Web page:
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Drama 54-183/62-183 Writing History Plays: Research Best Practices

Research best practices

Research is rarely ever well-achieved in a straight line

  • Intrigue!
  • Curiosity is key

Become familiar with resources available on your topic

Log your keyword strategies when searching databases and the web to minimize search replication in:

  • library catalogs such as Cameo and WorldCat
  • article databases
  • search engines (such as Google)
  • open web sources such as Google Scholar

Evaluate resources


Primary and secondary resources

Primary and secondary resources work hand in hand to help inform understanding of an historic person or event. Their efficacy in informing your research can overlap. Educated guesses are often necessary but must be based in exhaustive research using as many viable resources as possible.

Primary resources are direct links to the past including original documents, artifacts or accounts produced by a creator/witness in close space and time to the person or event. In the purest sense the source is in its original form--not condensed, interpreted or evaluated.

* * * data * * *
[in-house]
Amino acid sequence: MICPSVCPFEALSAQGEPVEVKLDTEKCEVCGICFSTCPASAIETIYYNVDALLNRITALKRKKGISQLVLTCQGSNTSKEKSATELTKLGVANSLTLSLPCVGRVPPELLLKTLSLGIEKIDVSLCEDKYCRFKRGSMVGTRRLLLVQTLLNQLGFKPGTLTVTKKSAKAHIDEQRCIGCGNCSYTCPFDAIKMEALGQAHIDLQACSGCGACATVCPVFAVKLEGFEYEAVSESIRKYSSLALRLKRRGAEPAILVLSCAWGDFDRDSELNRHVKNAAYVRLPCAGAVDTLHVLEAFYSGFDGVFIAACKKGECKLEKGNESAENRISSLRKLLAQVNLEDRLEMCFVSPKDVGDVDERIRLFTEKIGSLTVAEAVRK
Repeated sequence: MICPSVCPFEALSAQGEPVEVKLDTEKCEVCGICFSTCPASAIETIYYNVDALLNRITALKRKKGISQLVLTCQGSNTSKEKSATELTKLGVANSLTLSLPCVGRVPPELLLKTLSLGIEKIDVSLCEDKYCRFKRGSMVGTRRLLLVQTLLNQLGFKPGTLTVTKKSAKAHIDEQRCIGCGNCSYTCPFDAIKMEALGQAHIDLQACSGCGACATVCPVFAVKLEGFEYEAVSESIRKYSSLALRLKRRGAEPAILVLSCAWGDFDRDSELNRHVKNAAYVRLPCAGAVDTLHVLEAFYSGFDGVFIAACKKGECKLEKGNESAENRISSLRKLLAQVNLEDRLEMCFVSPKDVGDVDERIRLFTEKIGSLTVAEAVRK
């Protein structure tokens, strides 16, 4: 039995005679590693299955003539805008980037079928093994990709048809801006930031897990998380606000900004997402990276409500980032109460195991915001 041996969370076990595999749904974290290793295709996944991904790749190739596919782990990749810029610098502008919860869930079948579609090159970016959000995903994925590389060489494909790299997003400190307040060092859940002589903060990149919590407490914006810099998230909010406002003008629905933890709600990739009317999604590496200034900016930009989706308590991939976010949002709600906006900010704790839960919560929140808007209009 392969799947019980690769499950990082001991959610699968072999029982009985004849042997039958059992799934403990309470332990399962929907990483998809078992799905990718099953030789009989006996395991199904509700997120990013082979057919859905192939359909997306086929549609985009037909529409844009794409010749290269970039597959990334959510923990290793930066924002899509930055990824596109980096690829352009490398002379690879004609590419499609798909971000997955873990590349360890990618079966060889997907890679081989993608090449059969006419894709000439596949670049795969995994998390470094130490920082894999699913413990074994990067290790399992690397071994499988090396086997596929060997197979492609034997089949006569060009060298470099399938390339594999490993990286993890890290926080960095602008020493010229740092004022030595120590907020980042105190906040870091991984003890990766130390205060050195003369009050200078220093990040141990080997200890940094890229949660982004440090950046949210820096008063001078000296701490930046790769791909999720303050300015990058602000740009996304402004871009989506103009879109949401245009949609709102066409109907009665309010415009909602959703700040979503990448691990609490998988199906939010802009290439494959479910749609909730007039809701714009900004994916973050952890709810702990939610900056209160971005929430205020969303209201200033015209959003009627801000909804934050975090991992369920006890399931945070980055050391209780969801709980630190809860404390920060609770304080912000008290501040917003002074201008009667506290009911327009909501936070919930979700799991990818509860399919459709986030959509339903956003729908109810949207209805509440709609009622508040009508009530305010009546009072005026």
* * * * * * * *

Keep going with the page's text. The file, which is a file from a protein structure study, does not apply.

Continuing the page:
• birth certificate, letters, diaries, correspondence, memoranda, photographs, oral recordings or transcripts, documentary media (photography, audio, video), art work, interviews, legal documents, court records, testimonies, scrapbooks, speeches, electronic recordings or facsimiles from a viable source...
  • be aware that original documents can be biased and/or persons and events misinterpreted. 

Secondary resources  are based in commentary, analysis or description outside the time and space frame of the historic person, creation or event.

  • biography, autobiography, newspaper articles, scholarly journal articles, dissertations, historical fiction...


Tertiary resources help organize and locate secondary and primary resources

  • bibliography, encyclopedias, historic surveys, timelines/chronologies, yearbooks...